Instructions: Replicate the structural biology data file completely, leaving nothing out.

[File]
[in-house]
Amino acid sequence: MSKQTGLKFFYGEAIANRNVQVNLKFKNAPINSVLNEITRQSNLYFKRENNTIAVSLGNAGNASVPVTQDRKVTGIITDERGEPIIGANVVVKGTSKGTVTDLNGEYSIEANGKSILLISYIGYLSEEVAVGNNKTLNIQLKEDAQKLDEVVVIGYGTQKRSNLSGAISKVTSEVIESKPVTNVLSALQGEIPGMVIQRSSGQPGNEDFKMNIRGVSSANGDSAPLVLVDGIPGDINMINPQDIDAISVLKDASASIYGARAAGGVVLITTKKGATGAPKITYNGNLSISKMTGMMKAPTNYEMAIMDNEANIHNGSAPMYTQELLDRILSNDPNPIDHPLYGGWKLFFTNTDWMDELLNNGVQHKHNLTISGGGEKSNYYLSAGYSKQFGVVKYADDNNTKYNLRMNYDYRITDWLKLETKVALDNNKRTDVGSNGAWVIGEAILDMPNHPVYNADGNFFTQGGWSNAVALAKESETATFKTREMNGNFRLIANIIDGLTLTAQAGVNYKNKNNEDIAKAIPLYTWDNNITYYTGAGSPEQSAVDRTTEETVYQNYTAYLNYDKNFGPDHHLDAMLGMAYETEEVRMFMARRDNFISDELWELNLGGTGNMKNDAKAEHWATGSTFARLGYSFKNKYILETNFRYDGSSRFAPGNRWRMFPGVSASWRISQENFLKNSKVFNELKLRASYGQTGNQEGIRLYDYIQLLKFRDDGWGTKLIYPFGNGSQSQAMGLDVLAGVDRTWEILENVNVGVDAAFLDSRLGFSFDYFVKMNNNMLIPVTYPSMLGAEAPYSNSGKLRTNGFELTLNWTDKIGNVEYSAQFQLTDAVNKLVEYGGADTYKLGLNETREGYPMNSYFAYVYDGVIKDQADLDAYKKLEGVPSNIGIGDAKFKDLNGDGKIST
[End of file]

[in-house]
Amino acid sequence: MSKQTGLKFFYGEAIANRNVQVNLKFKNAPINSVLNEITRQSNLYFKRENNTIAVSLGNAGNASVPVTQDRKVTGIITDERGEPIIGANVVVKGTSKGTVTDLNGEYSIEANGKSILLISYIGYLSEEVAVGNNKTLNIQLKEDAQKLDEVVVIGYGTQKRSNLSGAISKVTSEVIESKPVTNVLSALQGEIPGMVIQRSSGQPGNEDFKMNIRGVSSANGDSAPLVLVDGIPGDINMINPQDIDAISVLKDASASIYGARAAGGVVLITTKKGATGAPKITYNGNLSISKMTGMMKAPTNYEMAIMDNEANIHNGSAPMYTQELLDRILSNDPNPIDHPLYGGWKLFFTNTDWMDELLNNGVQHKHNLTISGGGEKSNYYLSAGYSKQFGVVKYADDNNTKYNLRMNYDYRITDWLKLETKVALDNNKRTDVGSNGAWVIGEAILDMPNHPVYNADGNFFTQGGWSNAVALAKESETATFKTREMNGNFRLIANIIDGLTLTAQAGVNYKNKNNEDIAKAIPLYTWDNNITYYTGAGSPEQSAVDRTTEETVYQNYTAYLNYDKNFGPDHHLDAMLGMAYETEEVRMFMARRDNFISDELWELNLGGTGNMKNDAKAEHWATGSTFARLGYSFKNKYILETNFRYDGSSRFAPGNRWRMFPGVSASWRISQENFLKNSKVFNELKLRASYGQTGNQEGIRLYDYIQLLKFRDDGWGTKLIYPFGNGSQSQAMGLDVLAGVDRTWEILENVNVGVDAAFLDSRLGFSFDYFVKMNNNMLIPVTYPSMLGAEAPYSNSGKLRTNGFELTLNWTDKIGNVEYSAQFQLTDAVNKLVEYGGADTYKLGLNETREGYPMNSYFAYVYDGVIKDQADLDAYKKLEGVPSNIGIGDAKFKDLNGDGKIST